Thursday 19 August 2021

The male Little Owl, not seen for a while, turned up this morning. Here he is looking down from the nest tree ...

... and, in a picture by Tom, after he had flown into another sweet chestnut.

A Wood Pigeon flapped around clumsily in an elder tree to reach the berries.

The young Carrion Crows' voices are changing and they are beginning to sound more like adults. They are still begging, though their parents have been taking no notice for some time. But they do get the chance to snatch their parents' food, and are not punished.

The Chaffinch family were flitting around in their usual tree near the bridge. This is an adult female.

One of the young Grey Herons was right out of the nest and climbing around in  a treetop. This is the first clear view I've had of it.

A young Lesser Black-Backed Gull touched down on the Serpentine Road after evading another gull that was trying to snatch its crayfish.

The Great Crested Grebes with two chicks had a quiet moment at the west end of the island.

A gigantic hybrid goose has appeared on the Serpentine. It was with Canadas, so clearly its mother was one, and it looks as if its father was a farmyard goose, genetically a Greylag but bred for size.

If you feed the Mute Swans from a boat you get a hungry escort.

Two of the terrapins climbed up a branch opposite Peter Pan. They are getting more adventurous, and being seen in new places.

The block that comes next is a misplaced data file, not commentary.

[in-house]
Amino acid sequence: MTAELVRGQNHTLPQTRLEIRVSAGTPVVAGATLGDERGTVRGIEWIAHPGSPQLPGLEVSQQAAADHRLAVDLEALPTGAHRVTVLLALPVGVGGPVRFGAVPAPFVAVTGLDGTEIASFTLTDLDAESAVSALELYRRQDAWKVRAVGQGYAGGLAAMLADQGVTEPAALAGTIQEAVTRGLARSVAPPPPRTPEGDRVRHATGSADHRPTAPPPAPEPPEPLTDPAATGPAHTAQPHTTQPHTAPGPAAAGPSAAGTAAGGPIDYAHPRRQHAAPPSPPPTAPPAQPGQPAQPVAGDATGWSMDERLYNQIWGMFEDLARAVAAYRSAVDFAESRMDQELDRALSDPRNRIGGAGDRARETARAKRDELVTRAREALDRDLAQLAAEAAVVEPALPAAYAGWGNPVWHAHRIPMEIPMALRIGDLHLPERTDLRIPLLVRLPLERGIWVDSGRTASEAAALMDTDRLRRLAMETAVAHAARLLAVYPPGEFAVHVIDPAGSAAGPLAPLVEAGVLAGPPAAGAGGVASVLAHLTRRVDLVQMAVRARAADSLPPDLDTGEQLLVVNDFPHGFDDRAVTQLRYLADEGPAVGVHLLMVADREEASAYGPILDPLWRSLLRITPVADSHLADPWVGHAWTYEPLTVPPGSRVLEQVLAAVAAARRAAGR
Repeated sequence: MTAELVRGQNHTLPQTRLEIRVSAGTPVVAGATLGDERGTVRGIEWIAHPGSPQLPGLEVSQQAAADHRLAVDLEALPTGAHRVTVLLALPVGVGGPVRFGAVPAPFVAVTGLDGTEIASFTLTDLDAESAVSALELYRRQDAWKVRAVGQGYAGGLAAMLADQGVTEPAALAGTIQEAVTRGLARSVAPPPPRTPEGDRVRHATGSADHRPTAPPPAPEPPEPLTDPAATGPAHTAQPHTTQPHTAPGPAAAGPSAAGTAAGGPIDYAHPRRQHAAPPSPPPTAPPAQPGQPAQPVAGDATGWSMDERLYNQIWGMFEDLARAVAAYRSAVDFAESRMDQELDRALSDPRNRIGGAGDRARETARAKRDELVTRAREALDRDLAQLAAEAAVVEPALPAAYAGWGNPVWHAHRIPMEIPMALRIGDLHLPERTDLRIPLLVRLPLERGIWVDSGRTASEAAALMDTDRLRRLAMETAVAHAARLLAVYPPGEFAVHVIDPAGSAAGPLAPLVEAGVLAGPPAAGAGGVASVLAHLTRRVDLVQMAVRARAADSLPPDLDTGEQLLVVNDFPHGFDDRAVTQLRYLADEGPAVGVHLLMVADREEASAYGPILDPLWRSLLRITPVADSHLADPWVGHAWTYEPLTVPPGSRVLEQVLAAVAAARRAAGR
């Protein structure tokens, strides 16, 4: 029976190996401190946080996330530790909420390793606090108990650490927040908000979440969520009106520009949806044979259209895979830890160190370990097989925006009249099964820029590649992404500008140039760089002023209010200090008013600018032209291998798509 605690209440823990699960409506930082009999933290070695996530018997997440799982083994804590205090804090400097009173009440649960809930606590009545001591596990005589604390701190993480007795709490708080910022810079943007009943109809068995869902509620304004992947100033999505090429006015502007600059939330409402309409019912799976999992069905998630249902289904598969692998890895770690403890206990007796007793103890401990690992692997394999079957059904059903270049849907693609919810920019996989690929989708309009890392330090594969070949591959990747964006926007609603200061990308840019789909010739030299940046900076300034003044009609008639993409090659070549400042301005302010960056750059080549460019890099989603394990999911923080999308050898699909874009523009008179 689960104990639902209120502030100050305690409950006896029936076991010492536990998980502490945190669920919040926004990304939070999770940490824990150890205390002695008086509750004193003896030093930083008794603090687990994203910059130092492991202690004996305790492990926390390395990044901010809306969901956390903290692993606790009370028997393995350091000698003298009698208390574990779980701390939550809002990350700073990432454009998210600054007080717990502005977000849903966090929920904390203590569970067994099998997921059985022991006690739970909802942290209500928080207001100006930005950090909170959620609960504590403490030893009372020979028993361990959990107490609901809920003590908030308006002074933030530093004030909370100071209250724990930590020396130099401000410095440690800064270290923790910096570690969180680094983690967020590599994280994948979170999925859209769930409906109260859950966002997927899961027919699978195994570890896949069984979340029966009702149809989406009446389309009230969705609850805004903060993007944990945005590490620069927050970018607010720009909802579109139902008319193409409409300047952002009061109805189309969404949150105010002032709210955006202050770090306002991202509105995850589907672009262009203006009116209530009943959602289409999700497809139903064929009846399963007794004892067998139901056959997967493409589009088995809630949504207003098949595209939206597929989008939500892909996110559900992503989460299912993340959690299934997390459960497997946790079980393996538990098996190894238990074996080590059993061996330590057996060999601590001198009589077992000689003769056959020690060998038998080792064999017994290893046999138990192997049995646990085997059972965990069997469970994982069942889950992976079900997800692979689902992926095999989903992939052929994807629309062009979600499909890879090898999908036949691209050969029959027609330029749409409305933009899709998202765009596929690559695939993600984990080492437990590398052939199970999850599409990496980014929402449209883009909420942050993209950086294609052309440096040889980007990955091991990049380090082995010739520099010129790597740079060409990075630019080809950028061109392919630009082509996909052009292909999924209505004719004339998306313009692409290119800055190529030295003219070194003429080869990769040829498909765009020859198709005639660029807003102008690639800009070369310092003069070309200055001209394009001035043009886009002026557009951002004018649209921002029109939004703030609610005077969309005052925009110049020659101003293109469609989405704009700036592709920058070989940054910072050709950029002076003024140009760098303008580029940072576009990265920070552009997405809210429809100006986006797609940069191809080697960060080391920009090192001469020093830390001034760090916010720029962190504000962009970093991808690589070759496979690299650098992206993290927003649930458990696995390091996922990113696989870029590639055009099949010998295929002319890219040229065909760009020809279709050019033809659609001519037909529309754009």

A pair of Common Darter dragonflies mated on a fallen tree.

Duncan Campbell got a good portrait of a male on a birch tree.

He also found the caterpillar of a Buff-Tip Moth.

A Speckled Wood butterfly perched on a bramble.

Neil discovered what, after some searching, he thought was a Lesser Stag Beetle. It has curious bars over its eyes to protect them from damage, like the guard on the lights of a Land-Rover. Update: Conehead 54 comments: 'The beetle isn't a Lesser Stag Beetle but I'm afraid I don't know what it is --perhaps one of the carabids.'

Further update: Neil is sure that it's a female Lesser Stag Beetle, and sent a picture from a different angle to prove his point.

Even further: on the basis of this picture Conehead 54 agrees that it is a Lesser Stag Beetle. Probably I should have chosen a flatter shot from those originally sent by Neil, but the first picture was the prettiest.

A Common Carder bee worked its way over a patch of big blue Agapanthus flowers in the Dell.


  1. Some lovely insect photos again. I saw plenty of Common Darters yesterday too. The beetle isn't a Lesser Stag Beetle but I'm afraid I don't know what it is-perhaps one of the carabids.

    Pleased you're getting good views of the Little Owls again.

    1. Thanks for the information. I've never seen anything like those eye protectors.

    2. It looks so different in the second photo, so will agree. Sorry for confusion

    3. My fault: Neil sent several pictures and I went for what I considered the prettiest, while a flatter view would have been clearer for identification.

  2. That's a fearsome escort if there ever was one. Like a carrier battle group.

    I am having trouble remembering how many Grebe chicks we have. I think it still is a better year than previous ones?

    1. Five, with more on the way when the nest opposite Peter Pan hatches, which it should imminently.

  3. Hi Ralph:

    Checked up the hobby area this morning - heard/saw them fairly regularly and at one point two females were after what I think was the old male - so although I couldn't be sure exactly how many juveniles there were, they're very much still around.

    Just before I left, some magpies were chasing the hobbies around and I think vice versa. Shame you weren't there with your camera.